Amid a world oil glut and declining prices, the United States is moving for the first time to fill its emergency petroleum reserve to its full 700 million-barrel capacity over the next few years. President Bush on Tuesday directed that the reserve be filled “in a deliberate and cost-effective manner,” beginning as soon as possible, to protect against oil supply disruptions. The shipments to the Strategic Petroleum Reserve, a series of Gulf Coast salt domes in Louisiana and Texas, are expected to begin next. Administration officials stressed there was no imminent threat of an oil supply interruption, saying they believed it prudent to refill reserves while prices were falling.
Popular Science magazine named the Boeing Co.’s Sonic Cruiser and two other technology developments to its “Best of What’s New” list for 2001. The list was announced Tuesday. Boeing’s work on the X-45A unmanned combat air vehicle received the Grand Prize in the magazine’s aviation and space category, making it the year’s top new idea in the category. The Sonic Cruiser and the Boeing-built Destiny laboratory for the international space station also made the list. “We appreciate Popular Science for recognizing the importance of these programs to the future of mankind,” said Dave Swain, Boeing’s chief technology officer.
The Federal Aviation Administration on Tuesday proposed requiring airlines to install new rudder control systems on their Boeing 737 aircraft. Problems with the rudder, the flap on the vertical tail of the aircraft, are suspected in two deadly U.S. air crashes. Moving the rudder left or right causes the plane to turn in that direction. Under the proposal, airlines would have five years to install the new system, still being developed by Boeing, and make any additional changes to the airplane to accommodate the new rudder. The FAA is seeking public comments for 60 days before issuing the new directive. The FAA estimates that 2,000 U.S. airplanes would have to be refitted, at a cost of $364 million.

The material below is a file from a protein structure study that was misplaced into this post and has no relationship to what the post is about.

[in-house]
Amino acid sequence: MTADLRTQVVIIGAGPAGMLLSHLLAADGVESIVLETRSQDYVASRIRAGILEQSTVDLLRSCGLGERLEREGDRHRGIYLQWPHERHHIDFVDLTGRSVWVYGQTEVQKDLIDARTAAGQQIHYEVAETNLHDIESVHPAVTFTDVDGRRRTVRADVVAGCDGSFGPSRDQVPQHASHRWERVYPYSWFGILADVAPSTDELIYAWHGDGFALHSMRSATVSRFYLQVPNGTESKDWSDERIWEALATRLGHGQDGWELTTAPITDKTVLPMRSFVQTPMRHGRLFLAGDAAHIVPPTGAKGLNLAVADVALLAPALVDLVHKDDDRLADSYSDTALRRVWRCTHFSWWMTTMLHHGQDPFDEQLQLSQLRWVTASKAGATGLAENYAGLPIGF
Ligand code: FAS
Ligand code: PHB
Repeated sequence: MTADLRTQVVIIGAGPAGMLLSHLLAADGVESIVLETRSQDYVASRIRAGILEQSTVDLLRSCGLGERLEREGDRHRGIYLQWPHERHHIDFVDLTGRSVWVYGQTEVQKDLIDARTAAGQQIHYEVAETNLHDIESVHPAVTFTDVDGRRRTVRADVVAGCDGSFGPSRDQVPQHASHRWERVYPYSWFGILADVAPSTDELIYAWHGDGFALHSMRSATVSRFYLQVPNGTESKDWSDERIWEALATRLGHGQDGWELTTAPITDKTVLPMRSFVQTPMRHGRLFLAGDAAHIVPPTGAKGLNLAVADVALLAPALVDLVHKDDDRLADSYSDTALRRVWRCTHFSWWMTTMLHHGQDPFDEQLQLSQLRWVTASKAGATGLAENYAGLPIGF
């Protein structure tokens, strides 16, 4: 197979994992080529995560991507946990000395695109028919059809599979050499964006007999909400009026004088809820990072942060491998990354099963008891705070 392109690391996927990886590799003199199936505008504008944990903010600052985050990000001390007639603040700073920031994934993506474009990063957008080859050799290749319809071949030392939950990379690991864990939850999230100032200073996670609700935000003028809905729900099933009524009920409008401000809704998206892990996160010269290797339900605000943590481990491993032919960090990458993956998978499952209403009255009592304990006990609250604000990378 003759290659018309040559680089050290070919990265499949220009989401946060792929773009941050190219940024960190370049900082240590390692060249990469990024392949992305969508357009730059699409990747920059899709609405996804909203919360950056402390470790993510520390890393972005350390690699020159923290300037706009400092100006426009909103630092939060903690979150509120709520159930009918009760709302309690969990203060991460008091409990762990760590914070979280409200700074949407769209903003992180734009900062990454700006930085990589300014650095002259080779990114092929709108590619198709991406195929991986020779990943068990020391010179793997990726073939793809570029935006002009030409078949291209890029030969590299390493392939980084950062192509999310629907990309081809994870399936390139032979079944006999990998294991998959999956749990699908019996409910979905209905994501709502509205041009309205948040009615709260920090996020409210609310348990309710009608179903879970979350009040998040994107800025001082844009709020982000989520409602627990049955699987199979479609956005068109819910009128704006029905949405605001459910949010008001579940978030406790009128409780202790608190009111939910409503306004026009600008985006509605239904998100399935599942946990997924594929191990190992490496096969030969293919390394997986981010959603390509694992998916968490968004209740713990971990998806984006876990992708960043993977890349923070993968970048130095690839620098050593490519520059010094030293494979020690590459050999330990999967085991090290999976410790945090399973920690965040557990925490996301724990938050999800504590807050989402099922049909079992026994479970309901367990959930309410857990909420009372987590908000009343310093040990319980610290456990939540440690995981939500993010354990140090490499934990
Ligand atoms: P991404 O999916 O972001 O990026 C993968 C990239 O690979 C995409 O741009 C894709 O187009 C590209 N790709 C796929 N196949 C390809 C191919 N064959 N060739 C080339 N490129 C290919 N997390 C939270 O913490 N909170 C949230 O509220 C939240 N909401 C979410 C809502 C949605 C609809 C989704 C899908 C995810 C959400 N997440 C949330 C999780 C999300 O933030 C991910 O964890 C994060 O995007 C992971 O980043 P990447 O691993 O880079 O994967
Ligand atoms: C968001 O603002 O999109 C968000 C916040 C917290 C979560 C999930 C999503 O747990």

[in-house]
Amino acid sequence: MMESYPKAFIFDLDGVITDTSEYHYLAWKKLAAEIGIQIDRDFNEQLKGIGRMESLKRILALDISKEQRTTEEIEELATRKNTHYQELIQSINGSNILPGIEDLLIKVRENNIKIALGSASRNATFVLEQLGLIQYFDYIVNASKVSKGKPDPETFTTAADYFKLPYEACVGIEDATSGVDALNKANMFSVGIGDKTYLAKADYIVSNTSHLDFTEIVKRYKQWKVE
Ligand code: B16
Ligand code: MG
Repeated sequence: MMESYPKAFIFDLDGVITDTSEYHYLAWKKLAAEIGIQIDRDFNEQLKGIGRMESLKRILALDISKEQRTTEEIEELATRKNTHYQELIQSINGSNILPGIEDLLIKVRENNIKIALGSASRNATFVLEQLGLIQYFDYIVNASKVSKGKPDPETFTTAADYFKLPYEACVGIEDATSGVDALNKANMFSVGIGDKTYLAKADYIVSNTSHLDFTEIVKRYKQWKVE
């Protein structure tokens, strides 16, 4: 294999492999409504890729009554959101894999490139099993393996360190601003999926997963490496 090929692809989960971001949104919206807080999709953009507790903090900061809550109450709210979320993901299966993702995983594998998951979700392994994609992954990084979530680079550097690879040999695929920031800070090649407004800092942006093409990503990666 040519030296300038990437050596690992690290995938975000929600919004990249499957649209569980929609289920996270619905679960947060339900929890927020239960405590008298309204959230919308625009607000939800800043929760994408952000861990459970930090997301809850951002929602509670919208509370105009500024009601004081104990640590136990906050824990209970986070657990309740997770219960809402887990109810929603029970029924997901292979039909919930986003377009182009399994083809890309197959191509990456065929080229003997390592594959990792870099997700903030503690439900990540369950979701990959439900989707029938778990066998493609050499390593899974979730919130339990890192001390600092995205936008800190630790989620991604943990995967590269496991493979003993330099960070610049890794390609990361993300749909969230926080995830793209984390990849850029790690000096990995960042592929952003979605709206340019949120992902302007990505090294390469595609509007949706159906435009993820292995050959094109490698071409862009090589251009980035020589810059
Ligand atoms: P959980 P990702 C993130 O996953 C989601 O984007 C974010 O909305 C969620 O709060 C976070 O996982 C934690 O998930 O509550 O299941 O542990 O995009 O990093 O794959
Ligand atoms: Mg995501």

Interest rates on short-term Treasury bills fell in Tuesday’s auction to the lowest levels in 43 years. Three-month bills sold at a discount rate of 1.815 percent. Six-month bills were auctioned at a discount rate of 1.820 percent. The new discount rates understate the actual return to investors – 1.850 percent for three-month bills with a $10,000 bill selling for $9,954.10 and 1.862 percent for a six-month bill selling for $9,908.00. In a separate report, the Federal Reserve said Tuesday that the average yield for one-year constant maturity Treasury bills, the most popular index for making changes in adjustable rate mortgages, fell to 1.99 percent last week from 2.11 percent the previous week.
Herald news services